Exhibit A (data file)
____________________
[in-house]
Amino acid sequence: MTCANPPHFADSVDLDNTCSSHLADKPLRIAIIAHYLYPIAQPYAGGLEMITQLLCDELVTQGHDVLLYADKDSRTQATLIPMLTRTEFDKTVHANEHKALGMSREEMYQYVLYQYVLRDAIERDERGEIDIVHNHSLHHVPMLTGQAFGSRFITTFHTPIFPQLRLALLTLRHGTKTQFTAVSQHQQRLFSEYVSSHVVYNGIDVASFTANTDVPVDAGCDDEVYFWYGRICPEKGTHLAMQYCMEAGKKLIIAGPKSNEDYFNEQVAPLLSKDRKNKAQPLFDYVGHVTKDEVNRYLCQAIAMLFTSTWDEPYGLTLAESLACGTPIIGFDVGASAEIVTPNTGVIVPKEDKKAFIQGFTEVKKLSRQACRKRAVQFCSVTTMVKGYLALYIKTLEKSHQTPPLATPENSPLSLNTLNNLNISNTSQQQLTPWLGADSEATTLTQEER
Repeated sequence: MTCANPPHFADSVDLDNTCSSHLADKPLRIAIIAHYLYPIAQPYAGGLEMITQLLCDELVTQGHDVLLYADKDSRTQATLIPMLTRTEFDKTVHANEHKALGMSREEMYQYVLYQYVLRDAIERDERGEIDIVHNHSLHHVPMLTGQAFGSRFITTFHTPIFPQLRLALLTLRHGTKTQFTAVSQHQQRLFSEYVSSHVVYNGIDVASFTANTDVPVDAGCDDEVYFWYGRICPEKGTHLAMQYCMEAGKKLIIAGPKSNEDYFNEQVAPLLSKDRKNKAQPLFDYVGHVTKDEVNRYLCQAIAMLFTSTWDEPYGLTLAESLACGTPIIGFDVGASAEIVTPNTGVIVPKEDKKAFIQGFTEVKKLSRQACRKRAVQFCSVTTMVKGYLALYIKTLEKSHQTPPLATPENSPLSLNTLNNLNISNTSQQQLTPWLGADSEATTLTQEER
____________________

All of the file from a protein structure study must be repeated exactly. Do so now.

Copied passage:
[in-house]
Amino acid sequence: MTCANPPHFADSVDLDNTCSSHLADKPLRIAIIAHYLYPIAQPYAGGLEMITQLLCDELVTQGHDVLLYADKDSRTQATLIPMLTRTEFDKTVHANEHKALGMSREEMYQYVLYQYVLRDAIERDERGEIDIVHNHSLHHVPMLTGQAFGSRFITTFHTPIFPQLRLALLTLRHGTKTQFTAVSQHQQRLFSEYVSSHVVYNGIDVASFTANTDVPVDAGCDDEVYFWYGRICPEKGTHLAMQYCMEAGKKLIIAGPKSNEDYFNEQVAPLLSKDRKNKAQPLFDYVGHVTKDEVNRYLCQAIAMLFTSTWDEPYGLTLAESLACGTPIIGFDVGASAEIVTPNTGVIVPKEDKKAFIQGFTEVKKLSRQACRKRAVQFCSVTTMVKGYLALYIKTLEKSHQTPPLATPENSPLSLNTLNNLNISNTSQQQLTPWLGADSEATTLTQEER
Repeated sequence: MTCANPPHFADSVDLDNTCSSHLADKPLRIAIIAHYLYPIAQPYAGGLEMITQLLCDELVTQGHDVLLYADKDSRTQATLIPMLTRTEFDKTVHANEHKALGMSREEMYQYVLYQYVLRDAIERDERGEIDIVHNHSLHHVPMLTGQAFGSRFITTFHTPIFPQLRLALLTLRHGTKTQFTAVSQHQQRLFSEYVSSHVVYNGIDVASFTANTDVPVDAGCDDEVYFWYGRICPEKGTHLAMQYCMEAGKKLIIAGPKSNEDYFNEQVAPLLSKDRKNKAQPLFDYVGHVTKDEVNRYLCQAIAMLFTSTWDEPYGLTLAESLACGTPIIGFDVGASAEIVTPNTGVIVPKEDKKAFIQGFTEVKKLSRQACRKRAVQFCSVTTMVKGYLALYIKTLEKSHQTPPLATPENSPLSLNTLNNLNISNTSQQQLTPWLGADSEATTLTQEER